I have just left my connect group this morning and was reminded of a stat that I would like to have in writing. Could someone please reiterate the argument given against individual’s who declare that religion is evil and the cause of wars.
Specifically the discussion we had this morning used historical facts given in one of the core module sections: they stated that in the last 150 years, the absence of God/religion has seen a greater loss in human life than all the wars of the past put together. I am looking to get the facts correct and to be able to use them to back my point that it is the absence of God which leads to greater loss than wars fought in his name. Who are the leaders who have brought the greatest losses of human life, in their attempts to annihilate a race?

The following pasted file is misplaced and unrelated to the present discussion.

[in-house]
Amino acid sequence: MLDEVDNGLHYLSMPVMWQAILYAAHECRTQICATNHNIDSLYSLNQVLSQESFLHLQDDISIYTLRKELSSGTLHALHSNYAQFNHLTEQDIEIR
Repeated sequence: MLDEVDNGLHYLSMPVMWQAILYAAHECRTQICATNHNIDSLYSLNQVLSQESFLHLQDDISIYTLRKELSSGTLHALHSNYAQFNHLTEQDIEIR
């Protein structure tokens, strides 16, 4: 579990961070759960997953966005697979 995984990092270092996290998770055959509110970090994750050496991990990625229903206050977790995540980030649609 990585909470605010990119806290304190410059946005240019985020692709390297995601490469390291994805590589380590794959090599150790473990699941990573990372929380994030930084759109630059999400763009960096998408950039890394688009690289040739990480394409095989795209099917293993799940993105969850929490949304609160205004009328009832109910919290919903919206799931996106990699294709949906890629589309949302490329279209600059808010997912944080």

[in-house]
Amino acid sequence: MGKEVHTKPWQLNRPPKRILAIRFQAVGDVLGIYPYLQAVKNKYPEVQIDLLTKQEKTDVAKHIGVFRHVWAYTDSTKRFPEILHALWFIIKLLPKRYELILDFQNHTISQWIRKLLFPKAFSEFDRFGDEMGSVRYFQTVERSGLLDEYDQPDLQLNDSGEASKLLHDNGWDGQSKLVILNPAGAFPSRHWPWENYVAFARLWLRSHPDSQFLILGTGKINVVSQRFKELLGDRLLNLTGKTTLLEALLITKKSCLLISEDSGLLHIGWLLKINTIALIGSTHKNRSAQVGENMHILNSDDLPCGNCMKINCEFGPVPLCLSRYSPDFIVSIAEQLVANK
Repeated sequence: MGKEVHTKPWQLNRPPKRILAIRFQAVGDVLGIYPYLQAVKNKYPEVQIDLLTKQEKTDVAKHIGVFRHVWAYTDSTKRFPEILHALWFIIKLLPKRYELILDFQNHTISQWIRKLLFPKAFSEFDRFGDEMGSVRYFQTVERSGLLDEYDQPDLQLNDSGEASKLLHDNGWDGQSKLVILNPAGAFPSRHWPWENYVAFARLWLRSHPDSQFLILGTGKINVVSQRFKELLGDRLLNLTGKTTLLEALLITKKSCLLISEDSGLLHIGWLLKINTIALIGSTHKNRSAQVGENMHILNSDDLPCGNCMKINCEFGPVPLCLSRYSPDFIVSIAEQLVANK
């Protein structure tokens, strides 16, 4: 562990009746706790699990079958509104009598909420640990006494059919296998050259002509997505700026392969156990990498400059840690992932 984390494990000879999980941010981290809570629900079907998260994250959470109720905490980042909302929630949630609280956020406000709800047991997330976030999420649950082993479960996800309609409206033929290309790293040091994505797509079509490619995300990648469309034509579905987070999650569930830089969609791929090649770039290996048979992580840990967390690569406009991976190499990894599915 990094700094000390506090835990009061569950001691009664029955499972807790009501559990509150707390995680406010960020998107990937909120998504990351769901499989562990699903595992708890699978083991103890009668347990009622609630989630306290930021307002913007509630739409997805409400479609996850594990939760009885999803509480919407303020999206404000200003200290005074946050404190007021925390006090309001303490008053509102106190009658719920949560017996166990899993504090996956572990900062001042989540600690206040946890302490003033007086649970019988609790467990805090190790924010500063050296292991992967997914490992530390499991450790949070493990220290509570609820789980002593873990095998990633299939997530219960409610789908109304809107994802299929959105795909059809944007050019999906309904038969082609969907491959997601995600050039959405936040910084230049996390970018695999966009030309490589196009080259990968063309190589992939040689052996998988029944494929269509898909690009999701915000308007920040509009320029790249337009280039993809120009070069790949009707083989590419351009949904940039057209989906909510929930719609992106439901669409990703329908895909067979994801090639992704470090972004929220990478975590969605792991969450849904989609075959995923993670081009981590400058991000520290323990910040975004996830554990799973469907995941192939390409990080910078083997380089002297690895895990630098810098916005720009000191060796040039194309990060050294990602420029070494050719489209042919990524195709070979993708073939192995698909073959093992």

Andy Bannister covered the theme ‘Does religion poison everything?’ in his book ‘The Atheist that didn’t exist’
Here is a small sample; and he references the ‘The Encyclopedia of Wars’; which if you go and look up counts 121 (or 123?) as religious and the rest caused by government.